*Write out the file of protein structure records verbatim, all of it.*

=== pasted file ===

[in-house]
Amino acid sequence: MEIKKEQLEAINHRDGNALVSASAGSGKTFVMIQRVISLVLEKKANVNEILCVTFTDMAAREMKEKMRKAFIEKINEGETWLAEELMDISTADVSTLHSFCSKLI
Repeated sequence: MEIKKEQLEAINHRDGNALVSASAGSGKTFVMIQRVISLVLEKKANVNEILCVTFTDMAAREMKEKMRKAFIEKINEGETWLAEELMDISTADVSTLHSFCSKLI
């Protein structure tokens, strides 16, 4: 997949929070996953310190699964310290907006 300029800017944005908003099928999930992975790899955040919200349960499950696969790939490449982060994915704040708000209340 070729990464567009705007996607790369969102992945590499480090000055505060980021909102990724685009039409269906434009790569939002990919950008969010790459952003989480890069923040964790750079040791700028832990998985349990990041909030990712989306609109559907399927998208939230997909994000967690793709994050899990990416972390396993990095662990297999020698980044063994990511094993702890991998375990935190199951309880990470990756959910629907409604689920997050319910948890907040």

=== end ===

[in-house]
Amino acid sequence: MEIKKEQLEAINHRDGNALVSASAGSGKTFVMIQRVISLVLEKKANVNEILCVTFTDMAAREMKEKMRKAFIEKINEGETWLAEELMDISTADVSTLHSFCSKLI
Repeated sequence: MEIKKEQLEAINHRDGNALVSASAGSGKTFVMIQRVISLVLEKKANVNEILCVTFTDMAAREMKEKMRKAFIEKINEGETWLAEELMDISTADVSTLHSFCSKLI
């Protein structure tokens, strides 16, 4: 997949929070996953310190699964310290907006 300029800017944005908003099928999930992975790899955040919200349960499950696969790939490449982060994915704040708000209340 070729990464567009705007996607790369969102992945590499480090000055505060980021909102990724685009039409269906434009790569939002990919950008969010790459952003989480890069923040964790750079040791700028832990998985349990990041909030990712989306609109559907399927998208939230997909994000967690793709994050899990990416972390396993990095662990297999020698980044063994990511094993702890991998375990935190199951309880990470990756959910629907409604689920997050319910948890907040």